Figure 3.

Motif landscape at differentially expressed genes. (A) Plot describes the top 45 motifs enriched at the 310 upregulated gene promoters. The bottom bar plot illustrates the relative enrichment of each motif (–log10 q value), and the number on top of each bar is the percentage of promoters enriched with the motif. The top line plot illustrates the expression of each of the 45 motifs in the HV samples (control) (gold) and the ET population (red). Green dots indicate genes that are significantly upregulated vs HV, and pink dots indicate genes that are significantly downregulated vs HV (control). The highlighted color segments correspond to the expression quantiles (green = highest, yellow = medium, orange = low). (B) Boxplots illustrating the expression levels of genes in the SET-2 cell line. The gold box is the distribution of all SET-2 genes; the pink box is the SET-2 expression levels of the 310 upregulated genes in the ET cohort; and the purple box is the SET-2 expression levels of upregulated genes with high H3k27ac deposition at their promoters. *The Student t test P value when comparing each box vs the expression of all genes (gold box).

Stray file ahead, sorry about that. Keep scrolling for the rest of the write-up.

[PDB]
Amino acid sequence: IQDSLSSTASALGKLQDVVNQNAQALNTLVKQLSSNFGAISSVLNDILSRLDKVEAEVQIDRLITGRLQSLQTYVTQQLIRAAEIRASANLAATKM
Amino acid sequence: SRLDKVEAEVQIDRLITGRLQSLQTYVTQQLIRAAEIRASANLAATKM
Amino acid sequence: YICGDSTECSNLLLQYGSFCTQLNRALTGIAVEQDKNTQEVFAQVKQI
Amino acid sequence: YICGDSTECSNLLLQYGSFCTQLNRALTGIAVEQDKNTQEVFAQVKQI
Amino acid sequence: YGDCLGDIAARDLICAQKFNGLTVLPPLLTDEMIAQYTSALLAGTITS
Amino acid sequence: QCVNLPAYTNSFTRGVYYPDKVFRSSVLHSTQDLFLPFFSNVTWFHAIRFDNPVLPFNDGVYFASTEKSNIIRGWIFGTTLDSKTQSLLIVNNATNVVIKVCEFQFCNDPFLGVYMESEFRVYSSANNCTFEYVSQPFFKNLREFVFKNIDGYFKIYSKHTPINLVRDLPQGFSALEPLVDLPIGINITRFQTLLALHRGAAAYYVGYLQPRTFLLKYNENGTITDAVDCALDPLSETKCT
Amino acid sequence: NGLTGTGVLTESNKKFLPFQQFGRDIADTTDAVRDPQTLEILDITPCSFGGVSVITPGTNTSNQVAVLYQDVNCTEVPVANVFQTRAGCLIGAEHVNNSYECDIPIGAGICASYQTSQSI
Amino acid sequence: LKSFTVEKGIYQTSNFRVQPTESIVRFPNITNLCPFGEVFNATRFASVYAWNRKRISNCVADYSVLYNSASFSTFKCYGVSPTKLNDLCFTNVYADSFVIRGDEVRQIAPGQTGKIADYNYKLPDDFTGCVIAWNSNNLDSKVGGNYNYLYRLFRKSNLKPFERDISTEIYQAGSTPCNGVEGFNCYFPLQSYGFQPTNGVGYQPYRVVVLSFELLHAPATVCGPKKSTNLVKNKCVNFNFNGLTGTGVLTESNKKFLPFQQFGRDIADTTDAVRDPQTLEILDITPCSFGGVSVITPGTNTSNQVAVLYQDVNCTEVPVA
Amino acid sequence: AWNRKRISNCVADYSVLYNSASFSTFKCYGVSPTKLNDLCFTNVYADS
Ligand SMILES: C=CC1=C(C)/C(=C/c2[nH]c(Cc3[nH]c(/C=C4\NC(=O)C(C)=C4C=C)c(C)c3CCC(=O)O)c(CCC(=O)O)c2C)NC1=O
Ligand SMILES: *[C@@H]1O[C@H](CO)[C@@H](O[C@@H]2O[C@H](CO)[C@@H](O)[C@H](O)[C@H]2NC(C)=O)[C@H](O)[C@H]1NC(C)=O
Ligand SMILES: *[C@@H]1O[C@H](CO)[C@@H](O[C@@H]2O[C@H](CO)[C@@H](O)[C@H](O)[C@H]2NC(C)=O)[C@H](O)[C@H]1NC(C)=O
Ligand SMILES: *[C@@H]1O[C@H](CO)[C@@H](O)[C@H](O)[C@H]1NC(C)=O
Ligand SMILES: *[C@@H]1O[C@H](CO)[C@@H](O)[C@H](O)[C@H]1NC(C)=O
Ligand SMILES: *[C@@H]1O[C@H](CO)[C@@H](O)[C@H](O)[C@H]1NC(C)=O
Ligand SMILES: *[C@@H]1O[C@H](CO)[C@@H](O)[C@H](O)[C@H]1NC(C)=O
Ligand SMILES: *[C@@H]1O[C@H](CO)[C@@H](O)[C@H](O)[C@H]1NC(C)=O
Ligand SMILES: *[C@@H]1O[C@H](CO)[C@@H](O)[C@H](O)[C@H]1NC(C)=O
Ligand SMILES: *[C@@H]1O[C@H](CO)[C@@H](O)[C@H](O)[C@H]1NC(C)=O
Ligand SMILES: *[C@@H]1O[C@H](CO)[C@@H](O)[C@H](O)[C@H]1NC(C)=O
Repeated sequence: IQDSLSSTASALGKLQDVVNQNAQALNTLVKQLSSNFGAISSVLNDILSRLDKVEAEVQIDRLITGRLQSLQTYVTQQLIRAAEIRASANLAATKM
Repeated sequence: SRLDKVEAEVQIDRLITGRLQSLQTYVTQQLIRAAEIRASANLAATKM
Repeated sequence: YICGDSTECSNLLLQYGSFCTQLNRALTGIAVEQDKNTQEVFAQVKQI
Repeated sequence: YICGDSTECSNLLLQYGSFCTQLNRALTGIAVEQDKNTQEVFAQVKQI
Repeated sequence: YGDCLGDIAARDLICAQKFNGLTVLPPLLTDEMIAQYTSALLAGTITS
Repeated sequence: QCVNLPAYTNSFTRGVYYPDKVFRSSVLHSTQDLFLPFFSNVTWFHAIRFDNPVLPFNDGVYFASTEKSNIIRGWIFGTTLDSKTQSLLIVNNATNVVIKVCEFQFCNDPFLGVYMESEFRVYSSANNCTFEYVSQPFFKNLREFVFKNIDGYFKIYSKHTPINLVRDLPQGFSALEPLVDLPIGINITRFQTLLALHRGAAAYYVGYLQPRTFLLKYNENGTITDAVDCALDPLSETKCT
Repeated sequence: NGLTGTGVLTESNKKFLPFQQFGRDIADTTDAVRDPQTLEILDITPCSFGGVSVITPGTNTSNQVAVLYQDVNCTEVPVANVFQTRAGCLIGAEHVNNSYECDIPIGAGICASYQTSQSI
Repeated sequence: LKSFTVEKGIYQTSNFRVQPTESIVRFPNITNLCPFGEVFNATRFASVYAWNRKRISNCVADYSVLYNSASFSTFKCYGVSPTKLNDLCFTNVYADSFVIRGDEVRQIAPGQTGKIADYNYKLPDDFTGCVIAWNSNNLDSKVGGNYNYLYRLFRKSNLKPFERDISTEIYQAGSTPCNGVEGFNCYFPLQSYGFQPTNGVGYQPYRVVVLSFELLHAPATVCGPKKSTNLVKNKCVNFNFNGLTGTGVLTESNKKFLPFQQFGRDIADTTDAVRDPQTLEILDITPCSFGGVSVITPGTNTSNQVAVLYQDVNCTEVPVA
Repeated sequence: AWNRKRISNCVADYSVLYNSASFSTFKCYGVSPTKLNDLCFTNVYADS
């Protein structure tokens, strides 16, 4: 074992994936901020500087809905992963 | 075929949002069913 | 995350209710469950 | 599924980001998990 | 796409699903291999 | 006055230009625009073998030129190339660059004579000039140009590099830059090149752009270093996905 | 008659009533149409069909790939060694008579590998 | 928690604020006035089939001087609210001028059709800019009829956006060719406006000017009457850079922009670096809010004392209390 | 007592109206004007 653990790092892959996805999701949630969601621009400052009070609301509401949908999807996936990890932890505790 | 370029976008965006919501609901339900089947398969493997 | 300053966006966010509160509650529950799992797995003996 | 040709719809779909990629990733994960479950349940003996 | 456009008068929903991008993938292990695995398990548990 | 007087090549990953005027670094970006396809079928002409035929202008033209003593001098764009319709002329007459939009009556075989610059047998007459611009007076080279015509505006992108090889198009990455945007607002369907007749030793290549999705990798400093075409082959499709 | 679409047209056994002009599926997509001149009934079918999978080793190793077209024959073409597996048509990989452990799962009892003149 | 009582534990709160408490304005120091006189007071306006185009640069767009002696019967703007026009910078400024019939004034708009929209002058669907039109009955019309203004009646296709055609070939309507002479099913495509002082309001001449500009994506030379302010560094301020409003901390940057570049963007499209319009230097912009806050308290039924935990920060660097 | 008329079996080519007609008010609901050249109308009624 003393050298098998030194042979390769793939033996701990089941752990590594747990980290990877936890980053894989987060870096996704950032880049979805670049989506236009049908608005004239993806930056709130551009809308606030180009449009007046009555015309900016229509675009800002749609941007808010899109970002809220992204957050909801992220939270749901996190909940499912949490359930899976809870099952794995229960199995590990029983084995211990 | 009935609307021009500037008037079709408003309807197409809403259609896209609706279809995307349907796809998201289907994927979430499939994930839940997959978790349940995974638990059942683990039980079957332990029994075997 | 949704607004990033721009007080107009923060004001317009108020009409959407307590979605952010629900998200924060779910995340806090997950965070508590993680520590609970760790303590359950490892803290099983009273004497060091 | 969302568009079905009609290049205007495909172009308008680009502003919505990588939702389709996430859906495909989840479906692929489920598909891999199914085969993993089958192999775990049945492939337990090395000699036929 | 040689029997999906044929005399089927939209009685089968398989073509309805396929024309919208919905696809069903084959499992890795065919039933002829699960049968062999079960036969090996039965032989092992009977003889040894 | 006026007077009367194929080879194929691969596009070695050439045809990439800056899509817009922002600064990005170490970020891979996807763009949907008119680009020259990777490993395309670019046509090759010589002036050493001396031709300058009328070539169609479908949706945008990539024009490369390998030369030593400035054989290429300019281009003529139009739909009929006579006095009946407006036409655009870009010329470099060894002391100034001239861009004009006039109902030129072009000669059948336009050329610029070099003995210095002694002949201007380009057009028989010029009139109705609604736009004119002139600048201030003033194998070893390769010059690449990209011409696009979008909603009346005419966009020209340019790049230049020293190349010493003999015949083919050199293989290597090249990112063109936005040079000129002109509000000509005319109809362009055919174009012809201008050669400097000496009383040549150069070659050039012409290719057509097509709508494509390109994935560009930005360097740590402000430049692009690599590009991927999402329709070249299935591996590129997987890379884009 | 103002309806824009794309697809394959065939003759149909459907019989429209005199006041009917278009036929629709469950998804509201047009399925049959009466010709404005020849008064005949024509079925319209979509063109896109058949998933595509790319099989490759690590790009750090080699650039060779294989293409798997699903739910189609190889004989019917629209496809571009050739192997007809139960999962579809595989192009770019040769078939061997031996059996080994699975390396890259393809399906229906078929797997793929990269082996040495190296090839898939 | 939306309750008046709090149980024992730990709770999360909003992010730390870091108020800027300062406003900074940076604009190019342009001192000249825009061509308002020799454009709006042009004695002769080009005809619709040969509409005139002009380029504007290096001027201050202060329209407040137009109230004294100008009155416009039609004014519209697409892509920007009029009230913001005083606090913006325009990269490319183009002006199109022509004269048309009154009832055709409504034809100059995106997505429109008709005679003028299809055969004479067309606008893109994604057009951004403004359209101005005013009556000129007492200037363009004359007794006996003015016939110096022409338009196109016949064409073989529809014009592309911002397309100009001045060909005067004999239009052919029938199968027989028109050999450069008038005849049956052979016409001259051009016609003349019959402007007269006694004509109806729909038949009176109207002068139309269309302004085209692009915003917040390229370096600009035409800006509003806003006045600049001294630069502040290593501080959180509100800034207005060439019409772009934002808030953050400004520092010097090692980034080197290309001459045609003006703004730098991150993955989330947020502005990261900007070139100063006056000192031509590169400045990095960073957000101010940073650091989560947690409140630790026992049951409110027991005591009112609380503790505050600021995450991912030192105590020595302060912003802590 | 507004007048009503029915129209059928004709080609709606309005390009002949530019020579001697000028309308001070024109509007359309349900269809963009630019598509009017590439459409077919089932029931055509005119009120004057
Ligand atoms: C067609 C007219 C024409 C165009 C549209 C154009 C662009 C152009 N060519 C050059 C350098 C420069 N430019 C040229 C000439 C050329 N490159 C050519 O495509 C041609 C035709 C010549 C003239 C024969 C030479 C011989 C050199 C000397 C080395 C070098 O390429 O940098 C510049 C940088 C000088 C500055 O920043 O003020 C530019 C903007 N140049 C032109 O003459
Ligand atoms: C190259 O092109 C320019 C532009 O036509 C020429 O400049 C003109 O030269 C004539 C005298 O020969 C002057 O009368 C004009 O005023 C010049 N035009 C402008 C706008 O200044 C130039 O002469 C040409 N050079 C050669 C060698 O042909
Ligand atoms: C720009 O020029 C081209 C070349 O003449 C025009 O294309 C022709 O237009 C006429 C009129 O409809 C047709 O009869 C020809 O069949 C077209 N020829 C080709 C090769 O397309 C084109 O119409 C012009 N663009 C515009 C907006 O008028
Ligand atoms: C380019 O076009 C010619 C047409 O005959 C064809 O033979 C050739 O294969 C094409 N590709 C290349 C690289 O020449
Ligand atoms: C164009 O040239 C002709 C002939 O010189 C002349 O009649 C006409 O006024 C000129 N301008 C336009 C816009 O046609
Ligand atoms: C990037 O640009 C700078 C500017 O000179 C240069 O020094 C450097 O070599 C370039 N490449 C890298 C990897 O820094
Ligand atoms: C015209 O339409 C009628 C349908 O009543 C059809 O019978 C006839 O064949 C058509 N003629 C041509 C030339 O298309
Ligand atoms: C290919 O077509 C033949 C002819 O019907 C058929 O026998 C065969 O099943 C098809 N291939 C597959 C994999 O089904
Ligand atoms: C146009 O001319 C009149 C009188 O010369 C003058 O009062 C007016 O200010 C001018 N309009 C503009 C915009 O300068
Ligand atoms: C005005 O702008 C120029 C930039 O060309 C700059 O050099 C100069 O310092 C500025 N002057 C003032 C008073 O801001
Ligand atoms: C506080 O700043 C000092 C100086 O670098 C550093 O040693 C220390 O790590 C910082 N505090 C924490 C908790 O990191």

Figure 3.